EleanorNYC has a lovely little post today showing “women who look stylish on their bike and not afraid of a little snow.” This reminded me that to not be afraid of a little snow, I need studded tires. If there is snow on the ground that has not yet been totally plowed off the salted streets, I’ll only ride my bike with studded tires.
These are the bad boys on which I rely: Schwalbe Marathon Winters. I bought them five or six winters ago and they’re still going strong.
Because I don’t have the time, patience or interest to swap out the tires myself (a longer-than-usual process for my Dutch bike), I brought Oma to a local bike shop a few weeks ago for her yearly tire swap.
When it was time to pick Oma up the next day, I Divvied to the shop. (Thanks again, Divvy!)
My girl was waiting for me, still wearing her medical bracelet.
Oma was also wearing a note from my friend Dan, who saw her when he happened by the shop later to have his bike serviced. An inside joke involving karaoke and Justin Timberlake – fun! :-) Now Oma and I are ready to take on winter together and not be afraid of snow. A lot of Chicago bicyclists get by fine without studded tires – and in fact I never put mine on two winters ago due to the relatively mild weather – but I like having them as an option. What do you do to take on winter bicycling?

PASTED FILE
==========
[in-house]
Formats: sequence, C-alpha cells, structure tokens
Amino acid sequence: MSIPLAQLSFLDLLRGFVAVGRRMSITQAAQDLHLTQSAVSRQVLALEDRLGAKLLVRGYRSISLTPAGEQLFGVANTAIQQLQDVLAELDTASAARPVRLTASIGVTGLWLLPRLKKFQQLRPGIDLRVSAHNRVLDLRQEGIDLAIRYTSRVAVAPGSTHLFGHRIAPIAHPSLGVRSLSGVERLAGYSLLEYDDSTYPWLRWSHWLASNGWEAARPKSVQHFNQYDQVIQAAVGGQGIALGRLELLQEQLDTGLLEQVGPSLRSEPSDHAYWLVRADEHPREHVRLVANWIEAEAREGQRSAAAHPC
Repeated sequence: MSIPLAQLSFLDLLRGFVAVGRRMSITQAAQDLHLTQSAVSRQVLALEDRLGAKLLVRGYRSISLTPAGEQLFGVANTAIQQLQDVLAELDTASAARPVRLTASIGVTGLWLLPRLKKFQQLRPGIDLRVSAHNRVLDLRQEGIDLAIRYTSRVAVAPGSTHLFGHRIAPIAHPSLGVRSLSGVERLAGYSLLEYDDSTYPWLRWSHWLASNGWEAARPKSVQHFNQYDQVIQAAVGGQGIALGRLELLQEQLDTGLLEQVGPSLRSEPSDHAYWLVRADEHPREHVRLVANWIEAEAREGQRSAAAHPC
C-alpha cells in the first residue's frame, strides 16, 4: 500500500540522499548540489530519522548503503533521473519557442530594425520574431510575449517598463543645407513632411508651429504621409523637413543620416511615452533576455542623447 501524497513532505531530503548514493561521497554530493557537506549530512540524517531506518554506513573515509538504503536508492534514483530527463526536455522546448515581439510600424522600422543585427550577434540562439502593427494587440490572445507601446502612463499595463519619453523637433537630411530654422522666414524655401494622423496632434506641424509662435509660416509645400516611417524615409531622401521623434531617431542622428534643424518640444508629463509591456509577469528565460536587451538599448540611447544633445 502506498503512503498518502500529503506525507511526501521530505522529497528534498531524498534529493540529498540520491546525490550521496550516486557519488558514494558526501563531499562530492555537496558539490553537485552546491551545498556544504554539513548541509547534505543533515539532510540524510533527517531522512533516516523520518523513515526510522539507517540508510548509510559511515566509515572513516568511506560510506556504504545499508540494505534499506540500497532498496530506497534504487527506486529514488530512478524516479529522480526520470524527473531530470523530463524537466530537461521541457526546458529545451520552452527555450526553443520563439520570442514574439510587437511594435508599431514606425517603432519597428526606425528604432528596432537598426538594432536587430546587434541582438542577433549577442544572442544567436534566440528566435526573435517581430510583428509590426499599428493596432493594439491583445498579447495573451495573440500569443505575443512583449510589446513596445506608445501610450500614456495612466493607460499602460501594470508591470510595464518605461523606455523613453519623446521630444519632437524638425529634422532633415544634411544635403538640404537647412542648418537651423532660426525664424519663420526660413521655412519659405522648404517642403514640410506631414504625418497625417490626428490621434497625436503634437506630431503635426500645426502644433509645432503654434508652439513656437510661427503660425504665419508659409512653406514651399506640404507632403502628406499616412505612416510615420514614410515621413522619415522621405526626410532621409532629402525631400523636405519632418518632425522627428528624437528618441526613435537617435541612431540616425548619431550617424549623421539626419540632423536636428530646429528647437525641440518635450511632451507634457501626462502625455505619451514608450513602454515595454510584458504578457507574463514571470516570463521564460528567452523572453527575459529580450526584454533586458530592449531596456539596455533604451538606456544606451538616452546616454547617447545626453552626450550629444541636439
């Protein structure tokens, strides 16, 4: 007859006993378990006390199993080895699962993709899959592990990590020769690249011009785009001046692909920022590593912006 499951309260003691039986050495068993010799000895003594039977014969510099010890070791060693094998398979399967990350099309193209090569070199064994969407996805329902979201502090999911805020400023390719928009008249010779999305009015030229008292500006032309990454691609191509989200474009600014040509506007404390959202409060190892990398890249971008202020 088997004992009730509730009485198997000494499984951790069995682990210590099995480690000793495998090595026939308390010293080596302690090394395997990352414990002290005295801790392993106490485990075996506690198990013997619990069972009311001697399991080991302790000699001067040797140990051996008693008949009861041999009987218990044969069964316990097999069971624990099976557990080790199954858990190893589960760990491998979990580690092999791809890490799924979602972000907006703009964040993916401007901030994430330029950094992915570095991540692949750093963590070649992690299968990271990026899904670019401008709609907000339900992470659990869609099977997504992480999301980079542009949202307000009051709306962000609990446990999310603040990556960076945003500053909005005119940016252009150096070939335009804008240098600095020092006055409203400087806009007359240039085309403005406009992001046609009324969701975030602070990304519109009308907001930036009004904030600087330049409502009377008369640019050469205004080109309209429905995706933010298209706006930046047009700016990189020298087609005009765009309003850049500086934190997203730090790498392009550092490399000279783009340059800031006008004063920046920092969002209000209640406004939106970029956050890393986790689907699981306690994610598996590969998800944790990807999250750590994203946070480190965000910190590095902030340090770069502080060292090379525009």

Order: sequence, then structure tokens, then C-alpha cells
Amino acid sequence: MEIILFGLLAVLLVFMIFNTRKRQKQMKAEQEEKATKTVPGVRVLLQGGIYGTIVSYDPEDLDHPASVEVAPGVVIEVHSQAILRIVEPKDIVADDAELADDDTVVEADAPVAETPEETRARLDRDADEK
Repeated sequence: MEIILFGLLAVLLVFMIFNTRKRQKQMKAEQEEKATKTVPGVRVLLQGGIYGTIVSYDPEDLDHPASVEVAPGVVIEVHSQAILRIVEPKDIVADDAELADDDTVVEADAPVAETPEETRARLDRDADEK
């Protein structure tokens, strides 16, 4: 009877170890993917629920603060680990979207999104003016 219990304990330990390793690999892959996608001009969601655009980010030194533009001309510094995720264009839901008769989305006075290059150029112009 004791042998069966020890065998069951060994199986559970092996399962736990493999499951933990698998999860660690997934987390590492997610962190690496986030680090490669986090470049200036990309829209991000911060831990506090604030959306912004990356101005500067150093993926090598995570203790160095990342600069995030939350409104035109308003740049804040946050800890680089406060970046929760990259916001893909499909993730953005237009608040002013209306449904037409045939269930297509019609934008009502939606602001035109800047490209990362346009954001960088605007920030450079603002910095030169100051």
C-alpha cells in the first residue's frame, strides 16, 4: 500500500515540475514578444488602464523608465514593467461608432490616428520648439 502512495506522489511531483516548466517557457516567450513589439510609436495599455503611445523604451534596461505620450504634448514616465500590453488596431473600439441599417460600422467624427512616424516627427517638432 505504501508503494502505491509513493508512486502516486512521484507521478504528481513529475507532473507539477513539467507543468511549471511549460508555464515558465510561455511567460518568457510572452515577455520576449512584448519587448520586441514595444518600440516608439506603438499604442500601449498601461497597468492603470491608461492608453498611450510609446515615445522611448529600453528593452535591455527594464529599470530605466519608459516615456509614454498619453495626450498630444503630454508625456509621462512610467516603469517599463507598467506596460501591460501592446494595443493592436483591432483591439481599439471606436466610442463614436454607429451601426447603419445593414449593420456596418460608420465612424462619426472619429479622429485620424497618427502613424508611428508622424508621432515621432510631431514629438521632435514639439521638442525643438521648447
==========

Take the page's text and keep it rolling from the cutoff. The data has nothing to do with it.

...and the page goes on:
Yesterday I posted pictures I took while playing in the blizzard and I mentioned my bike ride the day after the storm. Here is a detailed account of that ride and a look at the blizzard’s not-so-pretty aftermath.
After pulling Oma out of the garage and into the alley, I began doubting my decision to ride my bike one day after 20 inches of snow poured down on Chicago.
The condition of the first street I came upon did not increase my self-confidence.
However, I had a plan to take arterial streets that I usually avoid due to scary car traffic. I knew they would be plowed and a bit calmer than usual, and I was right.
Once I reached my destination, I just had to find a parking spot…
This bike called dibs way earlier. I’d say he earned it.
Luckily I found a bike rack that was not totally consumed by snow.
Once on foot, I realized that bicycling in the road was much easier than walking down un-shoveled sidewalks.
Well, except for streets like this one. The side streets still had a ridiculous amount of snow.
Overall, the ride was a pretty low-key adventure. My intimate familiarity with the area, bicycling confidence and studded tires helped the situation. For sure, I was happy to return home at sunset, safe and sound and feeling a little bad ass.